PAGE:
How about a pneumatic die grinder like Humpty Fright sells cheap? ... -- Nick A You know what I wish? I wish that all the scum of the world had but a single
                              Message 14 of 18 , Nov 26, 2012
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                                How about a pneumatic die grinder like Humpty Fright sells cheap?


                                On Sun, Nov 25, 2012 at 7:32 PM, David G. LeVine <dlevine@...> wrote:
                                 

                                On 11/25/2012 04:10 PM, Pat Delany wrote:


                                Could you use coolant around an angle grinder? I had an extension shaft for an angle grinder  made by an expert machinist but the runout was terrible.

                                Pat

                                Yes, but...  It is not a good idea with an electric angle grinder unless you have a non-conductive coolant.  Chips tend to live in the coolant and tend to do bad things in electrical equipment.  Pneumatic angle grinders, however, are not a bad choice.  Consider that any tool in flood coolant will splash it everywhere except where you want it to go.

                                So, if you are ready to fully enclose the machine and add all the goodies flood coolant needs, it will work, but only expect it to work if you do so.

                                If you fully guard the ways and spindle, you can dry grind, but that is a pretty ambitious project, well beyond an MM.


                                Dave  8{)

                                --

                                "The first method for estimating the intelligence of a ruler is to look at the men he has around him."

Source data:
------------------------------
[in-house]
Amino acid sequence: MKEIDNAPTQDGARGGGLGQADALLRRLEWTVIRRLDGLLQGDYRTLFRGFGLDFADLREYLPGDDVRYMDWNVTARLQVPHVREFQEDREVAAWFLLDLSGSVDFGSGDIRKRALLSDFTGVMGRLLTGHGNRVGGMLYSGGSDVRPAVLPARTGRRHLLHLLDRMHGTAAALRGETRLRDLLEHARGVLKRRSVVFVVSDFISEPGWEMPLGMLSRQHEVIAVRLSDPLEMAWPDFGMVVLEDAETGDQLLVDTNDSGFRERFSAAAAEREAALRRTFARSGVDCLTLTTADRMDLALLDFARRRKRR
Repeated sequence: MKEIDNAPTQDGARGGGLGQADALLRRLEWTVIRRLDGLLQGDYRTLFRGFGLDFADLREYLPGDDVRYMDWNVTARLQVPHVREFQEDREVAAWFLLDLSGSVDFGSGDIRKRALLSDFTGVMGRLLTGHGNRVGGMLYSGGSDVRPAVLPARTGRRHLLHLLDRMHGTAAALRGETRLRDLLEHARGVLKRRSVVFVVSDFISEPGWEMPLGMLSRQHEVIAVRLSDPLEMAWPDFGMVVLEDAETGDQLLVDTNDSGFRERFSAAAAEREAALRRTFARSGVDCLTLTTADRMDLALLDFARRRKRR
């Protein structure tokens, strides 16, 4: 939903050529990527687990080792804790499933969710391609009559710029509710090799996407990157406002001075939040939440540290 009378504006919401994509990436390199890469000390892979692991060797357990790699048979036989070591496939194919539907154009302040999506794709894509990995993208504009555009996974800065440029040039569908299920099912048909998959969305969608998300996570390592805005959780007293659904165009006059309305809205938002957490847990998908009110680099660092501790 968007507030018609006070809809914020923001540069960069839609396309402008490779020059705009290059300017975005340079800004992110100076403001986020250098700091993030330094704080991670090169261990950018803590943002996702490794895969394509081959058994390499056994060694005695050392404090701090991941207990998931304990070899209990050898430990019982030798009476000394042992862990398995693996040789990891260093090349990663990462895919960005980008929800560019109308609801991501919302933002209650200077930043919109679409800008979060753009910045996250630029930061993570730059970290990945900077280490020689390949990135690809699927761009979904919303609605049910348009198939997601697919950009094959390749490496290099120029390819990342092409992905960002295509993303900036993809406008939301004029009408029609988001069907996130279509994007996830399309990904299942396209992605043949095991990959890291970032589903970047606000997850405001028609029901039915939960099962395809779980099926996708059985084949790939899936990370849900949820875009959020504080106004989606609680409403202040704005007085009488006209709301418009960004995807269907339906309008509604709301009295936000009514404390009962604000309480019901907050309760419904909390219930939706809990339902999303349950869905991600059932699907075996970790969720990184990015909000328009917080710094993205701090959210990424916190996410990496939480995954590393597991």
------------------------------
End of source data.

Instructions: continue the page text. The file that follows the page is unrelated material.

Niccolo Machiavelli

                                NOTE TO ALL:

                                When forwarding emails, please use only "Blind Carbon Copy" or "Bcc" for all recipients. Please "delete" or "highlight & cut" any forwarding history which includes my email address! It is a courtesy to me and others who may not wish to have their email addresses sent all over the world! Erasing the history helps prevent Spammers from mining addresses and viruses from being propagated.


                                THANK YOU!




                                --
                                Nick A

                                "You know what I wish?  I wish that all the scum of the world had but a single throat, and I had my hands about it..."  Rorschach, 1975

                                "They that can give up essential liberty to obtain a little temporary safety deserve neither liberty nor safety."- Benjamin Franklin, Historical Review of Pennsylvania, 1759

                                "Suburbia is where the developer bulldozes out the trees, then names the streets after them." Bill Vaughan

                                "The price of apathy towards public affairs is to be ruled by evil men." Plato
                              • louis richardson
                                well those air powered die grinders do work,we mounted one to grind ID of some tubing on a lathe an they are WAY underpowered, took forever ,you could see
                                Message 15 of 18 , Nov 26, 2012
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                                  well those air powered die grinders do work,we mounted one to grind ID of some tubing on a lathe an they are WAY underpowered, took forever ,you could see grinding sparks , but after 30 minutes only .0005 of steel was removed, way too slow. and as to grinding grit being magnetic ,if your grinding steel or cast iron ,or other ferrous metals , then yes grit will be magnetic, i have cleaned many grinding coolant tanks in my day and all have magnets in them to catch grit, you wipe off grit into trash can and put cleaned magnet back into coolant tank.